Plain China

Split Linen

by Luke Patterson · University of Houston · Poetry Prize Winner
Reckoner, Raghda Maaliki · Rhode Island School of Design

The rip in my sheet grew until it stretched the length of the bed;
its edges curled back, spreading in the middle to reveal stained mattress.

 

A twenty-six-year-old male was eviscerated during a robbery;
I took pictures with my phone of the wide laceration, the looped intestine.

 

You say that you won’t spend the night until I get new sheets,
and leave after sex. I sleep between the folds of split linen.

 

I spent last winter backpacking in east Texas, close to the border
where stars burned in the cold air, untouched by light pollution.

 

I remember how the long and beautiful gash of the Milky Way cut through the sky—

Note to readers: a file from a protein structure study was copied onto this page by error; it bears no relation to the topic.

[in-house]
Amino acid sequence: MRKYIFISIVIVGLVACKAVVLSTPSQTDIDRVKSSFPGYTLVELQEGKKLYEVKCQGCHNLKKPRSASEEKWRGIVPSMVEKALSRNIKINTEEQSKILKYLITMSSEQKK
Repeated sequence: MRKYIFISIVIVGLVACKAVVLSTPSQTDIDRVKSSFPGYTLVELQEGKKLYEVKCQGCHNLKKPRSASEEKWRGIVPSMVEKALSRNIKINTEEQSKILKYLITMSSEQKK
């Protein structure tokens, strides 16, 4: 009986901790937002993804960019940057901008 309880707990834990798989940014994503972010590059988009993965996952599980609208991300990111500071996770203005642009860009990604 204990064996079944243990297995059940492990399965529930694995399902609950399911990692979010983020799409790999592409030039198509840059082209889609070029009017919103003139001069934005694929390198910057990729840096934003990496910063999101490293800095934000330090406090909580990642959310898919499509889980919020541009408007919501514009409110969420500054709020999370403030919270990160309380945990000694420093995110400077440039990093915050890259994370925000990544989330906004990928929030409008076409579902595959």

I wanted to push my fingers into it, widen the wound, reveal its secrets.

About the Author

Luke Patterson · University of Houston

Luke Patterson is a student and EMT residing in Houston. His poetry has appeared in the University of Houston’s Glass Mountain (in which this poem first appeared), the Lascoux Review, and elsewhere. 

About the Artist

Raghda Maaliki · Rhode Island School of Design

Raghda Maaliki is a junior studying furniture design at the RISD. She is also interested in architecture and the fine arts. Her artwork was first published in the Brown/RISD literary arts journal, Clerestory.